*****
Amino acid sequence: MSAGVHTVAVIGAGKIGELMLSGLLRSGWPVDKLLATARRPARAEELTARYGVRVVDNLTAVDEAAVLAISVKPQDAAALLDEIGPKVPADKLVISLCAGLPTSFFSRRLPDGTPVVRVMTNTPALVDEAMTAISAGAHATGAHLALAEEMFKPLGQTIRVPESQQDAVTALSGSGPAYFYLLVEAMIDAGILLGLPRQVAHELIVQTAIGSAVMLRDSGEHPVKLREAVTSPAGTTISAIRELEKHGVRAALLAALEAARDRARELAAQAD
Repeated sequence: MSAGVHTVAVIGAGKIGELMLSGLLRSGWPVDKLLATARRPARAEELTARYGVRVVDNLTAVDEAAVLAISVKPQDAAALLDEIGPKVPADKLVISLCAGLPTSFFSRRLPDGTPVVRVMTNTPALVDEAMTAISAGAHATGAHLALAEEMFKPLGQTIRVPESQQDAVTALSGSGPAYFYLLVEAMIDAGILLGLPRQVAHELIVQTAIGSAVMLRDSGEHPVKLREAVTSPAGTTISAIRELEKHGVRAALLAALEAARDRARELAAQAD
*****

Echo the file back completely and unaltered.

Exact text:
Amino acid sequence: MSAGVHTVAVIGAGKIGELMLSGLLRSGWPVDKLLATARRPARAEELTARYGVRVVDNLTAVDEAAVLAISVKPQDAAALLDEIGPKVPADKLVISLCAGLPTSFFSRRLPDGTPVVRVMTNTPALVDEAMTAISAGAHATGAHLALAEEMFKPLGQTIRVPESQQDAVTALSGSGPAYFYLLVEAMIDAGILLGLPRQVAHELIVQTAIGSAVMLRDSGEHPVKLREAVTSPAGTTISAIRELEKHGVRAALLAALEAARDRARELAAQAD
Repeated sequence: MSAGVHTVAVIGAGKIGELMLSGLLRSGWPVDKLLATARRPARAEELTARYGVRVVDNLTAVDEAAVLAISVKPQDAAALLDEIGPKVPADKLVISLCAGLPTSFFSRRLPDGTPVVRVMTNTPALVDEAMTAISAGAHATGAHLALAEEMFKPLGQTIRVPESQQDAVTALSGSGPAYFYLLVEAMIDAGILLGLPRQVAHELIVQTAIGSAVMLRDSGEHPVKLREAVTSPAGTTISAIRELEKHGVRAALLAALEAARDRARELAAQAD